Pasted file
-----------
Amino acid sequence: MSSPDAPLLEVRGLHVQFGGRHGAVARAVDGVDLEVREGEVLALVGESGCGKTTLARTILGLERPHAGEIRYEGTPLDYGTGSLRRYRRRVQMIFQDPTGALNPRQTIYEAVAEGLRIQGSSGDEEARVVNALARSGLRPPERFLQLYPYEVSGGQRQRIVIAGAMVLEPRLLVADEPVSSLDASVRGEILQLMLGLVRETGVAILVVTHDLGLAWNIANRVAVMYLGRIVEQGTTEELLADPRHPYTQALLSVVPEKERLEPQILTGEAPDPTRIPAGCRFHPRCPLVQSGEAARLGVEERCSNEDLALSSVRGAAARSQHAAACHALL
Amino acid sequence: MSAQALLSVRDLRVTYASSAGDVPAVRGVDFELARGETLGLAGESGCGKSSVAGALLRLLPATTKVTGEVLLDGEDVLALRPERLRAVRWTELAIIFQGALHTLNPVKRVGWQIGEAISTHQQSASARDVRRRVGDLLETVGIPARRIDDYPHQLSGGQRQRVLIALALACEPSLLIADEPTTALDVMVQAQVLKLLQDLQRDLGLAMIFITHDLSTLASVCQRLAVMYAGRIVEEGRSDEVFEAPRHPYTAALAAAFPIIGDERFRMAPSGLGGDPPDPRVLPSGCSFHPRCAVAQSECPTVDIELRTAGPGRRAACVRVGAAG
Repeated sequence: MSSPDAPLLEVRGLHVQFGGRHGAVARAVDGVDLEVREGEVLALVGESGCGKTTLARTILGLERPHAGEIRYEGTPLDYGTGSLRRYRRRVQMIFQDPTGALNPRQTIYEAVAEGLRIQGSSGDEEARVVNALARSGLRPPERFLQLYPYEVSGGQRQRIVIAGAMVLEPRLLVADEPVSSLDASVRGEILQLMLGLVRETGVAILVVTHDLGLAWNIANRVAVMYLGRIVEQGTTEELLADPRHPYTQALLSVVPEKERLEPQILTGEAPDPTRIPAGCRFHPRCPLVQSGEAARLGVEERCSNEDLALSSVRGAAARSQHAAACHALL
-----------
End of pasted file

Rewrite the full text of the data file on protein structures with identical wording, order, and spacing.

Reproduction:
Amino acid sequence: MSSPDAPLLEVRGLHVQFGGRHGAVARAVDGVDLEVREGEVLALVGESGCGKTTLARTILGLERPHAGEIRYEGTPLDYGTGSLRRYRRRVQMIFQDPTGALNPRQTIYEAVAEGLRIQGSSGDEEARVVNALARSGLRPPERFLQLYPYEVSGGQRQRIVIAGAMVLEPRLLVADEPVSSLDASVRGEILQLMLGLVRETGVAILVVTHDLGLAWNIANRVAVMYLGRIVEQGTTEELLADPRHPYTQALLSVVPEKERLEPQILTGEAPDPTRIPAGCRFHPRCPLVQSGEAARLGVEERCSNEDLALSSVRGAAARSQHAAACHALL
Amino acid sequence: MSAQALLSVRDLRVTYASSAGDVPAVRGVDFELARGETLGLAGESGCGKSSVAGALLRLLPATTKVTGEVLLDGEDVLALRPERLRAVRWTELAIIFQGALHTLNPVKRVGWQIGEAISTHQQSASARDVRRRVGDLLETVGIPARRIDDYPHQLSGGQRQRVLIALALACEPSLLIADEPTTALDVMVQAQVLKLLQDLQRDLGLAMIFITHDLSTLASVCQRLAVMYAGRIVEEGRSDEVFEAPRHPYTAALAAAFPIIGDERFRMAPSGLGGDPPDPRVLPSGCSFHPRCAVAQSECPTVDIELRTAGPGRRAACVRVGAAG
Repeated sequence: MSSPDAPLLEVRGLHVQFGGRHGAVARAVDGVDLEVREGEVLALVGESGCGKTTLARTILGLERPHAGEIRYEGTPLDYGTGSLRRYRRRVQMIFQDPTGALNPRQTIYEAVAEGLRIQGSSGDEEARVVNALARSGLRPPERFLQLYPYEVSGGQRQRIVIAGAMVLEPRLLVADEPVSSLDASVRGEILQLMLGLVRETGVAILVVTHDLGLAWNIANRVAVMYLGRIVEQGTTEELLADPRHPYTQALLSVVPEKERLEPQILTGEAPDPTRIPAGCRFHPRCPLVQSGEAARLGVEERCSNEDLALSSVRGAAARSQHAAACHALL